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CONSTITUTION MAKING IN PAKISTAN 1972-73 – A SINGULAR TRIUMPH FOR THE COUNTRY

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posted by Dr. Ghulam Nabi Kazi alias Doc Kazi on Thursday 1st of March 2018 05:51:45 AM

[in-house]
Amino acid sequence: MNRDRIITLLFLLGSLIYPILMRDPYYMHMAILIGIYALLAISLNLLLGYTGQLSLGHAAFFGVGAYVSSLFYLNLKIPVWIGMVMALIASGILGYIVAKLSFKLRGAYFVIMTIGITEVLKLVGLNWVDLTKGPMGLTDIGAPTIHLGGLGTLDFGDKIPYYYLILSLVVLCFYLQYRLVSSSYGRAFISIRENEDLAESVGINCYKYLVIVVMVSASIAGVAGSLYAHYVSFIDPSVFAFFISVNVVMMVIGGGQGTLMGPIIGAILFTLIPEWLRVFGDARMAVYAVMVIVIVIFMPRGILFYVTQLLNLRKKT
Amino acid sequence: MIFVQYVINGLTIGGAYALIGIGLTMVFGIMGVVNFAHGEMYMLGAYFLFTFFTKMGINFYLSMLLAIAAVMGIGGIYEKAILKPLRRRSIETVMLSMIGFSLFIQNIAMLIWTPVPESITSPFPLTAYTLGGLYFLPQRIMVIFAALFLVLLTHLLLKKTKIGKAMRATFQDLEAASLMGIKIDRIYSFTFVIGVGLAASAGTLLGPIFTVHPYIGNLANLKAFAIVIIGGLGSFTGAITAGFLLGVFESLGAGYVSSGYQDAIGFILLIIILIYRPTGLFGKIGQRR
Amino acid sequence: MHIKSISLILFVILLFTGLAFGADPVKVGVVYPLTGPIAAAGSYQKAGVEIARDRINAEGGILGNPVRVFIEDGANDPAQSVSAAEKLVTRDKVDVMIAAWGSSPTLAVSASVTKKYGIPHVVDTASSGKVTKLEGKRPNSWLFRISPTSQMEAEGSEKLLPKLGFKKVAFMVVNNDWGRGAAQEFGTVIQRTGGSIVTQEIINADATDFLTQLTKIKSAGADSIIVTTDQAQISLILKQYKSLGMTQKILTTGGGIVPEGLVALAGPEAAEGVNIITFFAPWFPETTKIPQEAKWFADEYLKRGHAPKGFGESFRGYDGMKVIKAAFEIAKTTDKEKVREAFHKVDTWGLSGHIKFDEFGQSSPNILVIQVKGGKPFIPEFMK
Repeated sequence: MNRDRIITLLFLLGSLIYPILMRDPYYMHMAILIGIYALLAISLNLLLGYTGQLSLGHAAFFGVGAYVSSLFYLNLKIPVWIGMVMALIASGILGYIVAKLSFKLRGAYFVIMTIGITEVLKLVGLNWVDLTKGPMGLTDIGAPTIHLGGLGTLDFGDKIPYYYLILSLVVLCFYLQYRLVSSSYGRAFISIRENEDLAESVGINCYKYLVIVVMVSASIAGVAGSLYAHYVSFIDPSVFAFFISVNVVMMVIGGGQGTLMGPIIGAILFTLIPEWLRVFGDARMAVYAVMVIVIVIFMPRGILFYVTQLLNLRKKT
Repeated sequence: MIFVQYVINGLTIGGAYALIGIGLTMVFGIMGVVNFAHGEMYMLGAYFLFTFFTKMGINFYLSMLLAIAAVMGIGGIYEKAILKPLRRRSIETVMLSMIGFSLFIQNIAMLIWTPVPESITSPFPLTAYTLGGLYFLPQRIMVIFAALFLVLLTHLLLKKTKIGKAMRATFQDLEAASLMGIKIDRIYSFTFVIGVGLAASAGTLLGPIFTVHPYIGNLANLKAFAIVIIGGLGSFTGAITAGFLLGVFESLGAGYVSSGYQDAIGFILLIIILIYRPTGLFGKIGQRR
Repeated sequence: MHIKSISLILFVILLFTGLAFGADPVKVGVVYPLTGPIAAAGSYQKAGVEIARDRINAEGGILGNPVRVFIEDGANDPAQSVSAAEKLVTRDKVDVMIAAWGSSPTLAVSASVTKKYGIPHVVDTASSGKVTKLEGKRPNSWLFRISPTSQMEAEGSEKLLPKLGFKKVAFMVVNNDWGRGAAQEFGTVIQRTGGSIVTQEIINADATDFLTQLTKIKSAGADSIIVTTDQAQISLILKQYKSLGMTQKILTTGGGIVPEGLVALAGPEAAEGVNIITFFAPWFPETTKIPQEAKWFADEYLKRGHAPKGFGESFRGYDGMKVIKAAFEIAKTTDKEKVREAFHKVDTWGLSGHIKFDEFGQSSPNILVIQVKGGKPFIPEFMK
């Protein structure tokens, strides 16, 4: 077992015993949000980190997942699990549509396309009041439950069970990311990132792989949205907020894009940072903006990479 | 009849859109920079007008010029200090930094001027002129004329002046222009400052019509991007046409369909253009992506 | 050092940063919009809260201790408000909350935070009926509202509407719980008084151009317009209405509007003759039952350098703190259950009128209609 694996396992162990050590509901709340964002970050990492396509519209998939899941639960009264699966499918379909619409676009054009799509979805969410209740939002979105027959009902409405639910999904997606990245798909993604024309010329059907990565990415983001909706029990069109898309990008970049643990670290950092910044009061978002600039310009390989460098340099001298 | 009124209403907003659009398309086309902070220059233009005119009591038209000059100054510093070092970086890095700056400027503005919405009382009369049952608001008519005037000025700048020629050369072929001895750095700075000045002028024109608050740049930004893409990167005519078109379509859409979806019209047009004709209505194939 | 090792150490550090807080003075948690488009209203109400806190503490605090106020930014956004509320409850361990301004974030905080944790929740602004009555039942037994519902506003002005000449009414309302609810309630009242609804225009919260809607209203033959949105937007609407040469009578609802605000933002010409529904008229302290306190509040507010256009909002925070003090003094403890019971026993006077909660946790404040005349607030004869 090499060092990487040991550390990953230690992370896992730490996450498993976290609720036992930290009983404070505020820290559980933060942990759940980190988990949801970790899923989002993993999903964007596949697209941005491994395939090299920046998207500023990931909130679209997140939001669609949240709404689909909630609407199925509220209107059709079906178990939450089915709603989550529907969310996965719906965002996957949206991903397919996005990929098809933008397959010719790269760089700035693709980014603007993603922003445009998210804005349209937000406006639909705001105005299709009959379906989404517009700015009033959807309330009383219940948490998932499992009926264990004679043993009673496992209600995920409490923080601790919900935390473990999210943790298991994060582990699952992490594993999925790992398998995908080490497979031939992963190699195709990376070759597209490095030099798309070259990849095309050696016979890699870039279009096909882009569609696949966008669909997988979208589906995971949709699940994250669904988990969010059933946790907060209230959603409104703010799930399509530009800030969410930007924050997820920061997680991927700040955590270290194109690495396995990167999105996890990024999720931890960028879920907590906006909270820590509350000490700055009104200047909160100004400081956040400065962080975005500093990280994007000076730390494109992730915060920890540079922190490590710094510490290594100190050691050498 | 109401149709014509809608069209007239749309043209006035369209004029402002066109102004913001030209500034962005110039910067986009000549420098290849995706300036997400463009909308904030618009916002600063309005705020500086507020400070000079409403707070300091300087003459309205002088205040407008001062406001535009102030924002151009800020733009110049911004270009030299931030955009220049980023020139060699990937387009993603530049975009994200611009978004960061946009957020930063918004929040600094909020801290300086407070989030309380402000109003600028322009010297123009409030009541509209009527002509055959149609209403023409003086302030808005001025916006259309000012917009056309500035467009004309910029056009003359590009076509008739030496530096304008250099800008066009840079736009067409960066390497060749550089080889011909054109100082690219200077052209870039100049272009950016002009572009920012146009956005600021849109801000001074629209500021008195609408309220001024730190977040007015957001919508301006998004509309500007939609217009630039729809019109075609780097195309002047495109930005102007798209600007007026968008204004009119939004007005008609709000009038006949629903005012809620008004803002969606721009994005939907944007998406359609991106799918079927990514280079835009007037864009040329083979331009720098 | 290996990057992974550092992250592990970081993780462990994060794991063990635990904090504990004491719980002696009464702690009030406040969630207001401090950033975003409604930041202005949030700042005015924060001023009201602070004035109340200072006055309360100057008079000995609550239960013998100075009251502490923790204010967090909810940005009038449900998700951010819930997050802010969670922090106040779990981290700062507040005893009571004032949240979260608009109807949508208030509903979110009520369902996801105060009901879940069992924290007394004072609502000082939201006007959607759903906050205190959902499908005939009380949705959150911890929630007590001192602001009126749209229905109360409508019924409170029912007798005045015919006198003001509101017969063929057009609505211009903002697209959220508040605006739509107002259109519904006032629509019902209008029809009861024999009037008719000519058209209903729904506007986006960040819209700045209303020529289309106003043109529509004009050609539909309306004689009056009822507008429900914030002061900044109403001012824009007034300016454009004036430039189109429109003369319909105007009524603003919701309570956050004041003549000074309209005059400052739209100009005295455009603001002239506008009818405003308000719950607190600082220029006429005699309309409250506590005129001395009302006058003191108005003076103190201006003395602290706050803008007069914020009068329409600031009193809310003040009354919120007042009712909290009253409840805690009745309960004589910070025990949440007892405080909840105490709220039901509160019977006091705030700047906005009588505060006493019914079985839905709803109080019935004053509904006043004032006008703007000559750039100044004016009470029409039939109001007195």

The third week of December 1971 was indeed a very dark time in the country’s history. Events had taken place in rapid succession - half the country had been torn asunder, the second in command and de facto head of the Army had been ridiculed and heckled by junior officers of the same institution, the President’s House had undergone some strafing - not by any real or perceived enemy but by patriots - just to send a message across to its main occupant. The Information Secretary was strongly advised not to announce the President’s new constitution over the radio. All these messages were well taken. President Yahya was forced to summon Ghulam Mustafa Khar after 1.30 am at night and ask him to request Zulfikar Ali Bhutto to return to Pakistan. He did so realizing the odds. Before leaving Pakistan, Bhutto had agreed with Khar not to take any message from Khar seriously if sent from the President’s House. In Rome, Bhutto wanted a clear proof of the government’s intention to transfer power to him; he asked for a plane sent from Pakistan to fetch him from Rome. Yahya Khan agreed. After that it only remained to prepare and fill in the instruments of succession. A hardworking and supposedly brilliant official who had worked his way into the provincial and later the central civil service of the country and was then holding the senior rank of Cabinet Secretary was drawing up those very succession instruments. He reportedly opined that Zulfikar Ali Bhutto should be made the President but not the Chief Martial Law Administrator. After taking over both the positions though, Bhutto announced the retirement of several top generals including his predecessor followed up by press releases on the retirement of certain high officers of the navy and air force. He, however, retained his predecessor's Military Secretary and Director General ISI. He then called Dr. Mubashir Hasan and told him he would oversee the country’s civil service and advised him to facilitate the first change. Picking up the phone, Dr. Hasan called Ghulam Ishaq Khan. “This is Dr. Mubashir Hasan. The President has desired that you should immediately report to Karachi as Governor of the State Bank of Pakistan.” When the latter pointed out that to do that, he would need to retire as he was then on a 2-year extension, the good doctor told him to do so in the public interest. Khan joined as Governor State Bank on the morning of December 22, 1971 after fulfilling all the necessary formalities. He had been sent almost 900 miles away from Rawalpindi and Islamabad to the not-so-remote Karachi. Ghulam Mustafa Khar was appointed as Governor and Martial Law Administrator of the Punjab while Mumtaz Ali Bhutto, Hayat Muhammed Khan Sherpao and Ghaus Bux Raisani took up the same positions in Sindh, NWFP and Balochstan, respectively. The new and rather brief central cabinet was sworn in on the 24th December comprised of only 12 men including President Bhutto and Vice President Nurul Amin. The ministers were (in that order) J. A. Rahim, Mahmud Ali Kasuri, Justice Faizullah Kundi, Dr. Mubashir Hasan, Shaikh Muhammad Rashid, Raja Tridiv Roy, Malik Meraj Khalid, Abdul Hafeez Pirzada, Rana Muhammad Hanif, Maulana Kausar Niazi and Abdul Qayyum Khan (the last two were taken up in March and April 1972, respectively). Pirzada was moved from Information to Education when the fall of Dacca was shown on national television and the new Amy Chief Lt. Gen. Gul Hassan Khan complained. Pirzada, however, stuck by his action and called those who criticized it as ostriches. Rafi Raza was named Special Assistant to the President. M. H. Sufi one of the four civil service advisers to President Yahya Khan was made Cabinet Secretary. M. M. Ahmed was made adviser on foreign loans, while a renowned chartered accountant Feroze Qaiser was inducted as Economic Adviser. S. Ghiasuddin Ahmed continued as Secretary General Defense while the services of Justice A. R. Cornelius the author of the now infamous LFO and the ‘new’ constitution were dispensed with. Some other prominent and early ‘falling of wickets’ entailed Attorney General Syed Sharifuddin Pirzada, State Bank of Pakistan Governor S. U. Durrani, Chairman National Press Trust Lt. Gen. (Retd.) Habibullah Khan Khattak and Chairman PIDC M. A. K. Alizai. The latter was succeeded by Said Ahmed, an officer of exceptional merit who had been eased out of PICIC for not giving a loan to a beautiful lady close to President Yahya Khan. Aziz Ahmed was taken out of retirement and made Secretary General of Foreign Affairs while his brother G. Ahmed a former Interior Secretary was taken up as Adviser on Police Reforms. Z. A. Suleri was removed as Editor in Chief of the Pakistan Times – that being one of the National Press Trust newspapers. Thus, the initial team had been installed. It is necessary to pause here to consider what had been going on in the mind of Zulfikar Ali Bhutto vis-à-vis constitutional realities. When Pakistan came into being, constitution making was apparently not high on the list of priorities of our foremost policymakers. The first Constitution of the country that made Pakistan a republic upgrading it from a British Dominion took a whopping nine years entailing three Governors General and three Prime Ministers (actually 5 individuals because Khwaja Nazimuddin held both offices). The first constitution was approved by the Constituent Assembly in 1956 as a joint effort of President Iskander Mirza and Prime Minister Chaudhry Mohammad Ali. After its abrogation in 1958 alongside a declaration of martial law, Ayub Khan first prepared a hurriedly made document in 1960 followed by a proper constitution in 1962. While in comparison to the 1962 constitution that was tailormade to suit the interests of an all-powerful individual, the 1956 constitution had greater merit. Ironically, however, both these constitutions were abrogated by the very persons who had given assent to them namely, Presidents Iskander Mirza and Ayub Khan making it imperative to declare them without any good. In hindsight, it is intriguing that Mirza and Ayub did not even wait for their successors to abrogate the instruments that had kept them in power, removing any proof of their legitimacy so to say. General Yahya Khan ruled by the sole support of a flimsy Legal Framework Order and Martial Law Regulations. At the time when Yahya Khan was relinquishing charge of the office of the President, in the absence of Martial Law there was no document to save it from reverting to the Government of India Act of 1935 read with the Indian Independence Act of 1947. Well into the 25th year of its existence, Pakistan had no legal umbrella to fall back on. Bhutto being a brilliant lawyer and constitutional expert was well aware of this precarious balance in which the country was hanging. For him and his team, constitution making would be the foremost challenge and priority. Bhutto’s constitutional team including Kasuri and Pirzada, supported by Hayat Sherpao, Ghulam Mustafa Jatoi, Dr. Mubashir Hasan and Rafi Raza. This group also constituted the negotiating team of the government side with the opposition which included certain formidable leaders. Around the first week of March 1972, a basic accord was reached with the NAP-JUI leaders like Khan Abdul Wali Khan the de facto leader of Opposition, Khair Bux Marri, Ghaus Bux Bizenjo, Arbab Sikander Khan Khalil and Maulana Mufti Mehmood. Seasoned politicians from other political parties included Sherbaz Khan Mazari, Ghulam Ghaus Hazarvi, Shah Ahmed Noorani, Prof. Ghafoor Ahmed and Sardar Shaukat Hayat Khan, just to name a few. The Constituent Assembly had enough talent across both sides but was somewhat crippled by a lack of understanding. If Bhutto said it was the night, it became incumbent for Wali Khan to declare it was the day – such a situation usually does not augur well for any agreement let alone one on such a fundamental issue like the constitution. History will nevertheless record that an accord was reached between the two sides on thorny issues not only for the interim constitution in April 1972 but also for the permanent one a year later. On March 6, 1972 the government and opposition sides agreed on the fundamentals of the interim constitution and incidentally agreed to Martial Law till August 14, 1972. The opposition had erred here; very soon stalwarts like Wali Khan and Bizenjo were under fire for agreeing to a somewhat prolonged Martial Law mainly for the communist or ultra-left elements. Meanwhile, sensing the situation correctly, Bhutto made all his MNAs sign a resolution calling for Martial Law till the 14th August 1972 to consolidate reforms. The stratagem worked! The opposition was forced to approve the Interim constitution on April 21, 1972 to facilitate the lifting of Martial Law four months before the time they had somehow agreed. It was a win-win situation. Pakistan would go in its silver jubilee with a constitution approved by almost every member present. The Supreme Court judgment in the Asma Jilani case declaring Yahya Khan as a usurper but recognizing the need for the Constituent Assembly to play its role proactively may also have expedited the approval of the constitution by exerting pressure on both sides of the house. Bhutto has used Martial Law mainly to retire 1,300 civil servants in a hastily and somewhat erroneously drawn up list and the nationalization of basic and heavy industries. However, that is a topic for another day. This was also approximately the time when Law Minister Mian Mehmud Ali Kasuri’s honeymoon ended with Bhutto. Being a late entrant to the PPP, Bhutto was a little wary and of late weary of him. It is interesting to recall that M. M. Ahmed and Mehmud Ali Kasuri were the first to call on the new President Bhutto on December 21, 1972. While the first meeting with Ahmed passed most cordially, there were problems during Kasuri’s meeting. The latter wanted to be posted to Lahore as provincial chief executive for the Punjab, but Bhutto somewhat distrusted him and argued that he needed him more in Rawalpindi and Islamabad to help with the constitution making. A couple of days later, he wanted to be Senior Minister, but Bhutto could not supersede J. A. Rahim for a relatively new entrant and so the relationship deteriorated further. While the debate between the presidential and parliamentary forms of government may have something to do with this, it was essentially the distrust between the two men which catalyzed the virtual end of their meaningful relationship. When the interim constitution was approved by the National Assembly, Kasuri was not even in the house. On May 1, 1972 a new cabinet was sworn in excluding him. The same day NAP-JUI governments were installed in NWFP and Balochistan with the additional courtesy of their party governors in both provinces. However, this honeymoon would be over too in mid-February 1973 incidentally following a visit by Princess Ashraf Pahlavi. Meanwhile, Sherpao and Raisani took over as Central (soon to be Federal) Ministers. Subsequently, the government made it known that they favored a parliamentary type of constitution. This was by and large appreciated by most parties. The constitution negotiating team now spearheaded by the young Abdul Hafeez Pirzada. It was usually a bumpy ride. One of the constitutional proposals agreed by all parties related to a committee of the Senate being empowered to impeach judges of the superior judiciary somewhat akin to the Indian Constitution. As news of this proposal hit the newspapers, Justice Hamoodur Rehman Chief Justice of Supreme Court called Pirzada to tell him that they needed to meet urgently. Pirzada told him he was visiting Lahore soon and would call on him. Rehman stressed the urgency of the matter mentioning that three provincial chief justices were also with him. At the time, there were three high courts in the country for Sindh-Balochistan, Punjab and NWFP. What followed was a stormy meeting of Pirzada with Justice Hamoodur Rehman, Justice Tufail Ali Abdul Rehman, Justice Sardar Mohammad Iqbal and Justice Ghulam Safdar Shah. Starting the discussion. Tufail Rehman said: “Mr. Minister you want us to be humiliated by politicians and retain our conscience at the same time?” The three stalwarts and leading lights of our judiciary then proceeded to hand in their resignations. The discomfiture of the young though firebrand minister can only be imagined. He beseeched Chief Justice Hamoodur Rehman to make the three provincial heads of the judiciary withdraw their resignation. Rehman said he would do so only if Pirzada used his good offices to prevail upon other political parties to withdraw this proposal. Rising to the occasion, Pirzada did so without even informing his boss Zulfikar Ali Bhutto and saved the government from a colossal embarrassment. To cut a long story short, the negotiating team soon reported to Dr. Mubashir Hasan the Finance and Economic Affairs Minister that only an accord on financial aspects was pending. Earlier capacity constraints in certain provinces had forced the central government to retain a long list of constitutional responsibilities or subjects in a second Concurrent List meaning they were provincial responsibilities but would be given support by the Federal Government for a period of 12 years until provincial capacity was built. It may be interesting that the biggest hint to constitution making came not in any legislative forum but in the Federation of Pakistan Chambers of Commerce and Industry. President Bhutto went there in early 1972 and expressed that he was a firm believer in provincial autonomy, but he didn’t want the Federal or Central Government to be a widow! He had said it all. As detail after detail of the proposed constitution came out in the open, this position was vindicated further. The government presented the ingenious proposal for a Council of Common Interests and later the National Finance Commission along with equal representation of all provinces in the Senate, which while empowering the role of the provinces, equally highlighted the role of the Federal Government in inter-provincial coordination. Dr. Mubashir Hasan was provided highly elucidative and useful reports on each sector of the economy prepared by the Finance Secretary AGN Kazi and Deputy Chairman Planning Commission Qamarul Islam. The reports were not in the way they are in nondevelopment (recurrent) or development budget books but more clearly designed to tell the real story. Telling the two gentlemen to leave the two briefs with him, the good doctor began to peruse them with absolute concentration. It appeared to him that NWFP and Balochistan were clearly the poor relatives of Punjab and Sindh as evinced by the figures in front of him. The next day in the meeting with the NAP-JUI leaders he was essentially speaking their language totally disarming them and significantly agreed to give Balochistan the royalty for natural gas against a certain formula. By the time Zulfikar Ali Bhutto came to the meeting, the opposition was already convinced of their imperative to agree with the government side. As per a prior agreement with Mubashir, the President announced to not only give royalties for natural gas but petroleum as well. The accord was virtually reached! Subsequently, the government was itself amazed on its success and wondered why the provincial governments were not more dogmatic in their approach on provincial autonomy. The fact was that Ghulam Faruque who had represented the Central government throughout his long career as first Chairman of PIDC and WAPDA, Commerce Minister and Governor of East Pakistan was the main spokesman and technical guru of the NAP as Finance Minister of NWFP. If Bhutto didn’t want the Federal Government to be a widow, he couldn’t have found a better though inadvertent advocate than Faruque. Now it only remained to tie up certain loose ends. The Jamaat-i-Islami had representation in the National Assembly but had sworn enmity with the government. With the help of intermediaries, Ghulam Mustafa Khar arranged a very long but secret meeting of Bhutto with Maulana Maudoodi leaving the latter most concerned about his own position within his party. His leaders told him that they couldn’t agree to anything with Bhutto and would amplify their point in a huge public meeting called for the purpose. When Maudoodi told Khar of this, the latter infiltrated his own people in the public meeting creating confusion and encouraging Maudoodi to negotiate with the government. Several references to Islamic provisions in the constitution must have satisfied him and it is possible he may have added some specific articles in this regard. Then there was a case of a Maulvi from Balochistan who insisting on money for his vote. An annoyed Bhutto said that he would personally give him the money. He called the MNA and threw a bundle of notes in his direction forcing him to go down on his knees and collect the money at the cost of his self-respect. S. M. Zafar has also narrated the poignant story of Justice (Retd) Abdul Hamid, a retired judge of the Peshawar High Court who was staying at the Inter-Continental Hotel and discussing the article on equality and equity with him. In the morning he was found dead from cardiac arrest, but the article was ready for incorporation in the Constitution. Zafar has also spoken of quid pro quo from all sides while framing the constitution. When the constitutional accord was finally signed on April 12, 1973, the relationship of the government and opposition sides were at its lowest ebb ever, yet they both took the step in the supreme national interest. At the cost of some repetition, the main actors were Bhutto, Pirzada, Rafi Raza, Kausar Niazi, Yahya Bakhtiar, Abdul Qayyum Khan and Major General Jamaldar Khan in government, and Arbab Sikander Khan Khalil, Ghous Bux Bizenjo, Maulana Mufti Mehmood, Sardar Shaukat Hayat Khan, Sardar Sherbaz Mazari, Ghulam Faruque, Shah Ahmed Noorani and Prof. Ghafoor Ahmed. It was a victory for professionalism and a classic book example on how to develop a mutually shared vision and move along more concrete lines to actually draft and develop the single most important document in the Republic. Although the constitution given formal assent on August 14, 1973, has witnessed two full fledged Martial Laws, and several other extra constitutional actions in the intervening 45 years or so, and has undergone more than a score of amendments, it has truly emerged as the binding force for all the people of Pakistan. Acknowledgement: Considerable material has been taken in the foregoing from the books authored by Dr. Mubashir Hasan, Rafi Raza, Sherbaz Mazari and several others in addition to television interviews and other evidenced based sources. Copyright: Dr. Ghulam Nabi Kazi